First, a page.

It’s a basic story in a lot of ways–during a hot summer in the late 1980s Ari, who is sort of a loner, becomes friends with Dante. Ari’s a smart kid with a family that is loving, but has its troubles. Dante has a nice family as well, and is dealing with his own stuff. So, you know, they’re kids trying to live their lives and do the best they can. Various plot things happen over a couple of years, some of them pretty dramatic, but they book never feels like an Afterschool Special, mostly because Ari’s narration is so calm as he tries to just go along with life and figure things out. While you could say that this is a book that deals with identity issues, and trauma, and PTSD, and showing diverse communities in books, you could also say that it’s a sweet story about friendship and family and love. I don’t want to give away too much more, but I just thought it was lovely.

Also, I read the paper book rather than listening to the audio book, but apparently the audio version is narrated by Lin-Manuel Miranda, which just seems perfect. I actually pictured him saying some of Ari’s lines as I was reading and it really worked. So if you’re an audiobook person, this books gets a little extra recommendation.

Kinsey’s Three(ish) Word Review: Sweet coming-of-age tale

You might also like:
Simon vs. the Homo Sapiens Agenda, The Beginning of Everything, Nick and Nora’s Infinite Playlist, and Maggie Stiefvater’s Raven Boys cycle are other teen boy-narrated books that I have enjoyed quite a bit.

WWW: Wake by Robert J. Sawyer

wakeWWW: Wake
by Robert J. Sawyer
2009

This was a really interesting book that gave me lots of thoughts. I was impressed with how well thought out the scenario was as the author presents the hows and whys of this artificial intelligence coming into being and develops from there. That was really cool.

There was also a diverse and interesting cast of characters in this interesting scenario.

All the positive features of this book just made it all the more disappointing that the writing felt really flat. I should have liked this book a lot more than I did.

I was half-way to blaming it on being a YA novel and me aging out of the genre… but it’s not that kind of problem. There are plenty of YA books that manage to be extremely lively and engaging and, frankly, there are also plenty of adult books that suffer from the same flat sort of presentation as this one.  There was just something about the writing that kept me from getting into it. This is particularly disappointing because this is the first book in a series of three: WWW: Wake, WWW: Watch, and WWW: Wonder.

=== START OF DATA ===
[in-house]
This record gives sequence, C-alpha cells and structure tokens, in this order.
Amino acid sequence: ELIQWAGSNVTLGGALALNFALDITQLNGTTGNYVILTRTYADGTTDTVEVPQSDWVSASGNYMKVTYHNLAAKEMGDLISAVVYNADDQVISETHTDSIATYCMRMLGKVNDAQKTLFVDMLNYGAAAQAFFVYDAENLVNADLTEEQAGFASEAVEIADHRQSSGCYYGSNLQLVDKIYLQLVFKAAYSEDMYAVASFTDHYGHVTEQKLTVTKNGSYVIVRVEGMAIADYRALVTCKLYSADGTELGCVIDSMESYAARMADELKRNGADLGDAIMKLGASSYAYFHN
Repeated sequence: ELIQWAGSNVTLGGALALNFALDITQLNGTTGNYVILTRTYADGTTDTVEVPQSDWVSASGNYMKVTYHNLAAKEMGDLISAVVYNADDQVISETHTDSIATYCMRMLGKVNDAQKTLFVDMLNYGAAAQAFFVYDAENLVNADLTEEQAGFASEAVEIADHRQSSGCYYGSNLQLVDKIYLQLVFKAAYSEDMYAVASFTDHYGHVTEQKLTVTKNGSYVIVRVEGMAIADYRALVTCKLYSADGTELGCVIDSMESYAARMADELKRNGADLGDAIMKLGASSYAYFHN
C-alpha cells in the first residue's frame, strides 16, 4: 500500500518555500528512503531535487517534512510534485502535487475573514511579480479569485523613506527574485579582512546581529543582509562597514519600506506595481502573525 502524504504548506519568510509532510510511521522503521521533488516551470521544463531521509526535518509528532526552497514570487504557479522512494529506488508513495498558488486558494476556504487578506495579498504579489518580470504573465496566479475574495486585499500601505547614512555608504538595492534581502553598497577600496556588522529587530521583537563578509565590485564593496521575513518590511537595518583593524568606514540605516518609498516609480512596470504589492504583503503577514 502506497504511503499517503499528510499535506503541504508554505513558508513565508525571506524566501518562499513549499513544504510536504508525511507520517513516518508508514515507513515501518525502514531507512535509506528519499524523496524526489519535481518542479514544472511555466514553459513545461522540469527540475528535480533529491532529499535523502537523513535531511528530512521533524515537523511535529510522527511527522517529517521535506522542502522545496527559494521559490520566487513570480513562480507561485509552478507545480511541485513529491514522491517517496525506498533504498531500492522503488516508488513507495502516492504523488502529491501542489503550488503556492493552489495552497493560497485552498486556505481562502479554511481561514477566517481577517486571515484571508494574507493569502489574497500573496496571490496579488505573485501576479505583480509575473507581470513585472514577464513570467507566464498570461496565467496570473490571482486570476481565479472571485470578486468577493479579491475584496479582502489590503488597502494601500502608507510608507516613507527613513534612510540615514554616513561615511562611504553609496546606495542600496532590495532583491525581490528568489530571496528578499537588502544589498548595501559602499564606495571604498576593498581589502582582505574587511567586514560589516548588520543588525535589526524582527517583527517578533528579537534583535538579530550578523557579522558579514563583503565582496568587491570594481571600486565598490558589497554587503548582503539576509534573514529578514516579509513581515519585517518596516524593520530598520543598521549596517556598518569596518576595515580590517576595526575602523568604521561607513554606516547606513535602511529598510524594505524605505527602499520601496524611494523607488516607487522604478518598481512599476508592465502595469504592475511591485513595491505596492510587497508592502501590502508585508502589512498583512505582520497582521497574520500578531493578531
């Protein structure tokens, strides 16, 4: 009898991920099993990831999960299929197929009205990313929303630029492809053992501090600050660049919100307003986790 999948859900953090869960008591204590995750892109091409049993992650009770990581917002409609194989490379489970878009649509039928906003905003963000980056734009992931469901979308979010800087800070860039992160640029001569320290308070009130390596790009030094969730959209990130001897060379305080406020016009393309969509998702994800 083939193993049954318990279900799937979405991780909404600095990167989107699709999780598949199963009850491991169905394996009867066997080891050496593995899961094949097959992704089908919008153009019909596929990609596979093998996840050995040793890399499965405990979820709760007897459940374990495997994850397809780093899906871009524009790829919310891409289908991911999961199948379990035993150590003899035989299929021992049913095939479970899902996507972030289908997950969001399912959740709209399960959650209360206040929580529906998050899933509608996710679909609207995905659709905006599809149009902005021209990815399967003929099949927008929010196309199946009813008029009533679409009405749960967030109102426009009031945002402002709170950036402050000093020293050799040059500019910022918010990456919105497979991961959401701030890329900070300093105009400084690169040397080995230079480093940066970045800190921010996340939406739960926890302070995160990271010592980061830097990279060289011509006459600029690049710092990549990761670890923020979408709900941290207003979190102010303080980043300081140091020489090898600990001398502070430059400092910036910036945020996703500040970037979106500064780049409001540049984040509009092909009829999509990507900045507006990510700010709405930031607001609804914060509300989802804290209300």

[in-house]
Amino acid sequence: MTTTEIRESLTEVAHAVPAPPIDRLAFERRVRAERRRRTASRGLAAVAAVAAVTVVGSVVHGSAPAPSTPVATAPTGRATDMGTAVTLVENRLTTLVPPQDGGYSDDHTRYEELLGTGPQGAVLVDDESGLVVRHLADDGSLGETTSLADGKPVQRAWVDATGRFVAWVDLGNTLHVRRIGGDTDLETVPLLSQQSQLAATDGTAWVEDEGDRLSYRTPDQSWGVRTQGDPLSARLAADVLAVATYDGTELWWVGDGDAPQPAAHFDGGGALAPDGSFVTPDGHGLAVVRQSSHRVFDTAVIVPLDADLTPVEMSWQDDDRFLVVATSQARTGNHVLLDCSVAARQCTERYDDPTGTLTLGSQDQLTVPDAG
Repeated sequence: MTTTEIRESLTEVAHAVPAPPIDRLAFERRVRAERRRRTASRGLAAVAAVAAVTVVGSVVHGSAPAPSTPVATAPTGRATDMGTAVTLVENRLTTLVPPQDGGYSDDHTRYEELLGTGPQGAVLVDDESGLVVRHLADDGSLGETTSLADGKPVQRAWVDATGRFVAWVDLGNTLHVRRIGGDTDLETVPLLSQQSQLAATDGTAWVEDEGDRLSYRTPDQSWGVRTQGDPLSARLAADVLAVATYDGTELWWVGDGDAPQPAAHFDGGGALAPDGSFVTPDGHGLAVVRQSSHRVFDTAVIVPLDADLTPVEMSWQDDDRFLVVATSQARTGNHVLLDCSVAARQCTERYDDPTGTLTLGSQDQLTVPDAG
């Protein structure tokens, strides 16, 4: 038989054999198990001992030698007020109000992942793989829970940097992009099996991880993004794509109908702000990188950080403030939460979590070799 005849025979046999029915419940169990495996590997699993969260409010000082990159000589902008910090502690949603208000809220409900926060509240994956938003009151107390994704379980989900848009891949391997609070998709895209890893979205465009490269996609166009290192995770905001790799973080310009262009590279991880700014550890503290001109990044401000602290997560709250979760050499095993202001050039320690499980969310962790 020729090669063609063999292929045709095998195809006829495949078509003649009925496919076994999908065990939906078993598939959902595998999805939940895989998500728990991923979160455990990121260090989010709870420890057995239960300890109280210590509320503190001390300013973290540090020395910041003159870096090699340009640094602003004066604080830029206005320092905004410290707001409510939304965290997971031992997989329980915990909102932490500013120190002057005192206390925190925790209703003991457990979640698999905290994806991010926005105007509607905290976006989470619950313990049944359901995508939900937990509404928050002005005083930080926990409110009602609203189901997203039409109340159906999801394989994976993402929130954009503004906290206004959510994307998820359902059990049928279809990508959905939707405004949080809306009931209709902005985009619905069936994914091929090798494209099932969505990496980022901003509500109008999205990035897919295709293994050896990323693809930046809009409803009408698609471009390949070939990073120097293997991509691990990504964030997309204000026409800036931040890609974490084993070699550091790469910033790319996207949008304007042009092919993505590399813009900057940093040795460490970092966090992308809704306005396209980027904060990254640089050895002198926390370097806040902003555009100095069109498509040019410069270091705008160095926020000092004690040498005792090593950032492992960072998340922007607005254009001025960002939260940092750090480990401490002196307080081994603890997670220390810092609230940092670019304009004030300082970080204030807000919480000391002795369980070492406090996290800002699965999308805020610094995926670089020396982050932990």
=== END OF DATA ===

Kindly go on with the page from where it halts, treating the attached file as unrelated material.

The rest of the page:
The scenario is interesting enough that I wish I liked the book and I might still get myself to read WWW: Watch and WWW: Wonder just to see what else the author thinks would or could happen with an AI in existence. I am startled to find myself in the extremely rare situation of wishing that those thoughts were written as a nonfiction essay rather embedded in a story.

I don’t think the writing is necessarily bad, it just really doesn’t reach me. Hopefully there are other readers out there who appreciate this book and series more.

Every Heart a Doorway

I first started following Seanan McGuire on Twitter when someone linked to her hilarious series of tweets about an owl in her yard. It wasn’t until I had already seen about 100 pictures of her cats that I realized that she was an author that we’ve actually reviewed here on the site. Back in 2012 Anna thought that Rosemary and Rue was hit or miss, but I quite liked her latest, Every Heart a Doorway.

I think I was won over just by the concept: it’s a murder mystery set at a boarding school for teenagers who found doors into magical fairy realms as kids, but are now stuck back in the real world. I mean, that’s great, right?

I actually agree with what Anna said in her earlier review of McGuire’s writing:  occasionally things felt a bit forced, almost like I could see the author saying, “And now I will do this.” But this is really a small complaint. The premise is great, there were fabulous details about the various fairy realms one might wander into, and the whole story had a sense of creepiness that was delightful. The reader sees the action through the eyes of the main character, who had spent her time away in a world of the dead, and her desire for quiet and stillness infuses the book in a wonderful way.

This is just a quick little story, really like a novella, so there’s not a whole lot more to say. Except that this is well worth your time. Also, isn’t Every Heart a Doorway just the best book title? It’s like a line of poetry I want to recite over and over.

Kinsey’s Three Word Review: Fairy tale aftermath.

You might also like:
 The Scream movies, or Buffy the Vampire Slayer, or possibly Wicked? That seems like an odd selection of media, but my favorite thing about Every Heart a Doorway was how it used the tropes of fairy tales and made them part of the story, which all of those other things do (in their genres) as well. Although in tone and length, this felt an awful lot like The Ocean at the End of the Lane.